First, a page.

No to referendum, yes to $8.3M sale: DeKalb County Board votes in tense meeting on nursing center

The board voted against a sale to Saba Healthcare before saying yes to Illuminate HC

The DeKalb County Board voted to approve a sale of the struggling DeKalb County Rehabilitation and Nursing Center to Evanston-based Illuminate HC during a tense meeting Wednesday, July 20, 2022. The board also voted down a Nov. 8 ballot referendum in a split 11-11 vote which would have asked residents to weigh in on a tax levy to support the center.

SYCAMORE – A woman’s voice rang out Wednesday, “Shame on you,” during a tense meeting as the DeKalb County Board voted to push forward an $8.3 million sale of its struggling nursing home to a private Evanston-based buyer.

And for the second time in four months, the board voted down a ballot referendum in an 11-11 split vote, which would have asked voters if they support a property tax to help the DeKalb County Rehabilitation and Nursing Center.

The center – which has been the subject of more than a year of fiscal debate – faces more than $7 million in debt due to what county officials have alleged was mismanagement, delinquent billing and ailing resident numbers.

The failed referendum vote fell largely along political party lines. All present Democrats voted for the referendum, joined by Republicans Patrick Deutsch and Jerry Osland. The remaining 11 Republicans opposed it, while two Democrats – Kiara Jones and Michelle Pickett – were absent.

Chuck Simpson, a 33-year employee of the nursing center, said he was very upset by the board’s decision to sell the nursing home the county has owned for 169 years. Simpson also serves as vice president of American Federation of State, County and Municipal Employees No. 3537, the union that represents the county center’s employees.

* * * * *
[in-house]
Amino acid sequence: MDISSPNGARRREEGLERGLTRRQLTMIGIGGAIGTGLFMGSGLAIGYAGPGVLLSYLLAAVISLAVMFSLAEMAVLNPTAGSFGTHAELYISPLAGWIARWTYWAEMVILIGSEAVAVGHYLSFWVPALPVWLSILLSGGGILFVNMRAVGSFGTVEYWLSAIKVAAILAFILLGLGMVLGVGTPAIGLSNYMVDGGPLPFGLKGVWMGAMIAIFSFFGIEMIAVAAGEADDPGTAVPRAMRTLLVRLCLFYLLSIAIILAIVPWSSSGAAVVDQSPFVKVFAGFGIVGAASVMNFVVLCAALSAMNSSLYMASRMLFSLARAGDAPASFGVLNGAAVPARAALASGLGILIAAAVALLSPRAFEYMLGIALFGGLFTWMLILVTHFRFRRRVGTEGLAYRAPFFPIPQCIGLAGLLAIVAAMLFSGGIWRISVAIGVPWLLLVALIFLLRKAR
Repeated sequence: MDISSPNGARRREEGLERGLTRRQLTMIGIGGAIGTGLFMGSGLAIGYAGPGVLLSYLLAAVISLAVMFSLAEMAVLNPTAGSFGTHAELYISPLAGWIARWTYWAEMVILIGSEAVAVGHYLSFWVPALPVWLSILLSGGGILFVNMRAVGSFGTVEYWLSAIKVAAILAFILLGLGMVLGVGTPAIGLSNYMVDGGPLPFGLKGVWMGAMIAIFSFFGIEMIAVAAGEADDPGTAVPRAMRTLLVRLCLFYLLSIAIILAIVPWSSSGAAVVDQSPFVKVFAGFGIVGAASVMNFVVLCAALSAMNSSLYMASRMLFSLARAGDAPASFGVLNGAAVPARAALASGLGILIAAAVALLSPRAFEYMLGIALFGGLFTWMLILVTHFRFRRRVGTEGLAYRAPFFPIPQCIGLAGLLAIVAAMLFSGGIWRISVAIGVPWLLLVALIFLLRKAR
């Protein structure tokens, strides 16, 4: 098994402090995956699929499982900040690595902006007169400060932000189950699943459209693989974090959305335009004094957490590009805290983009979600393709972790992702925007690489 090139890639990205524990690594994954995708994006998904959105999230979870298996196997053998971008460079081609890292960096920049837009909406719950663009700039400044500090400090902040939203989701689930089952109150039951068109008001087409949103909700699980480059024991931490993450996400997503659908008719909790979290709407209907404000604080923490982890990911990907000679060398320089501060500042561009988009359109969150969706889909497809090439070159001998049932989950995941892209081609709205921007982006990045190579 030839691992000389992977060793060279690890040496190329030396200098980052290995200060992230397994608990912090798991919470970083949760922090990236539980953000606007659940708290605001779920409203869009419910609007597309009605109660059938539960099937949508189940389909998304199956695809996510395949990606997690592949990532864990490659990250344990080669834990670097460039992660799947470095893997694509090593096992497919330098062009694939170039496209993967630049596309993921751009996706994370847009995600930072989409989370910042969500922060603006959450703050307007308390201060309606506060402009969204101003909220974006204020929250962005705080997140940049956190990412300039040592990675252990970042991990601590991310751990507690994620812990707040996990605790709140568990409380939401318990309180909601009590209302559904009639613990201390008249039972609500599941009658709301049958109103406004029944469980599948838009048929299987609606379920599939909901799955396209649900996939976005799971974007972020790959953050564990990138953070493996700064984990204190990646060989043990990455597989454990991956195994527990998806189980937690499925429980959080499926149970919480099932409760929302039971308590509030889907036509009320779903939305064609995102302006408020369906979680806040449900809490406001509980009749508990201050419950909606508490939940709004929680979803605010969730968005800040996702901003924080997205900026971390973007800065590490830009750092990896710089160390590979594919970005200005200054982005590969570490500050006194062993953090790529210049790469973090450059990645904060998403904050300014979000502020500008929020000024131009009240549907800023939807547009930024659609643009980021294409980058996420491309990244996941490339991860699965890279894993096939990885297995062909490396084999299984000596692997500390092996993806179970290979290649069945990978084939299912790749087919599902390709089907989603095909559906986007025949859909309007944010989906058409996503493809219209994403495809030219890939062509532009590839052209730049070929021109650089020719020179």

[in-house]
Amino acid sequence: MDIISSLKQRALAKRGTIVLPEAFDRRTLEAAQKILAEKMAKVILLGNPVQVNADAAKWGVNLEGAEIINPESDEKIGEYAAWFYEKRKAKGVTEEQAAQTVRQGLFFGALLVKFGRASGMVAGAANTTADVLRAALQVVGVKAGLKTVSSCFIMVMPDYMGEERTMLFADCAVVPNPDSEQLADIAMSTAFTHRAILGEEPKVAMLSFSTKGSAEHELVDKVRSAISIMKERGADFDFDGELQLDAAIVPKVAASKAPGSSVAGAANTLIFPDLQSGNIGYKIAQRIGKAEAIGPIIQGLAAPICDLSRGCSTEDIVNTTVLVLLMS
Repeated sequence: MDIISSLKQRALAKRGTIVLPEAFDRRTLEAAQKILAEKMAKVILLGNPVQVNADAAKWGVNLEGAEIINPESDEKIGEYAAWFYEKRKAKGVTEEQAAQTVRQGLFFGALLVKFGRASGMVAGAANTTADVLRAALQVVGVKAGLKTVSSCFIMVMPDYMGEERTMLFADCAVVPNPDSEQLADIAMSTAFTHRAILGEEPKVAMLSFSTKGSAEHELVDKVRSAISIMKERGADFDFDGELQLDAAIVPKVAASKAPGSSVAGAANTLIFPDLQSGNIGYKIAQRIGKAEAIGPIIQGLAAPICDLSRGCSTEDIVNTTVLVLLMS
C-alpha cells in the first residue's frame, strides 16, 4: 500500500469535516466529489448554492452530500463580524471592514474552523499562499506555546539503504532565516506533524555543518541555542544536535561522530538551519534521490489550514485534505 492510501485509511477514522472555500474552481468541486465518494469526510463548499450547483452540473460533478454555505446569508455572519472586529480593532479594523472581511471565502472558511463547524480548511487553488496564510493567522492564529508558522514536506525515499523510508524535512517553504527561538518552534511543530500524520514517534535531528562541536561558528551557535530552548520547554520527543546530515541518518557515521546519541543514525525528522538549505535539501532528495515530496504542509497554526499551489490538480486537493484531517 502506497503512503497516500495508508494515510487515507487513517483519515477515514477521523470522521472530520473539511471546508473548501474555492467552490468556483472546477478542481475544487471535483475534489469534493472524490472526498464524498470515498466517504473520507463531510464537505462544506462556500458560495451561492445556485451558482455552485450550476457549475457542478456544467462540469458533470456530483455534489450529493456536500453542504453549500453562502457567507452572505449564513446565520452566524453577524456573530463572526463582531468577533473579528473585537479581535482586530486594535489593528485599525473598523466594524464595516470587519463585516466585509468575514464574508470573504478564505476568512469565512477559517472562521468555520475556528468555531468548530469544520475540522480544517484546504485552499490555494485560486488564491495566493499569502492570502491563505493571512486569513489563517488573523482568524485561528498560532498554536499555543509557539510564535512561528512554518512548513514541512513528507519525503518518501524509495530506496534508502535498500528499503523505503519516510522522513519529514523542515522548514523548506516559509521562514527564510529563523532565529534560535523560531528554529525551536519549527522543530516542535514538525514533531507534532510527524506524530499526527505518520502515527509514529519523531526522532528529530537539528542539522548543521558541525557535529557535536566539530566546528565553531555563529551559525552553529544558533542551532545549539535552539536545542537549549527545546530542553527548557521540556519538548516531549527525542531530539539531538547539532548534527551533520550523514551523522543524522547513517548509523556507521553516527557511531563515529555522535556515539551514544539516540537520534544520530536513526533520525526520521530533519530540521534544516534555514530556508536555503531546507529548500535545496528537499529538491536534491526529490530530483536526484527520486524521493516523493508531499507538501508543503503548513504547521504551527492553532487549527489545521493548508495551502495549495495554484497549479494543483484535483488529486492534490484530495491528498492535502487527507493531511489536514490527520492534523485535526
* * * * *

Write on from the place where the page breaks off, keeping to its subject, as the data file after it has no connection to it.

“It’s going to be a long day trying to explain it to the residents tomorrow that it’s no longer going to be a county facility,” said Simpson, who said he expects to see tears from coworkers Thursday at work. “A private nursing home is just not your home.”

The letter of intent put forward by Evanston-based Illuminate HC was approved by the County Board in a 17-5 vote for $8,300,100, an upgrade from an initial $8.1 million offer made in early June. DeKalb County Administrator Brian Gregory said the amended Illuminate offer came recently, topping a competing offer of $8.3 million made by Skokie-based Saba Healthcare on June 15.

The County Board voted, 19-3, to oppose the Saba offer, with only board members Karen Cribben (District 11), Patrick Deutsch (District 3) and Roy Plote (District 11) in support.

A sale to Illuminate HC still isn’t final however, despite the vote that required only a two-thirds majority to move forward. According to the letter of intent, the sale is contingent on a 45-day due diligence period that will include inspections of nursing center, environmental and structural assessments. The purchase letter also includes a $20,000 nonrefundable deposit that must be paid to the county within three days from the time the sale is initiated.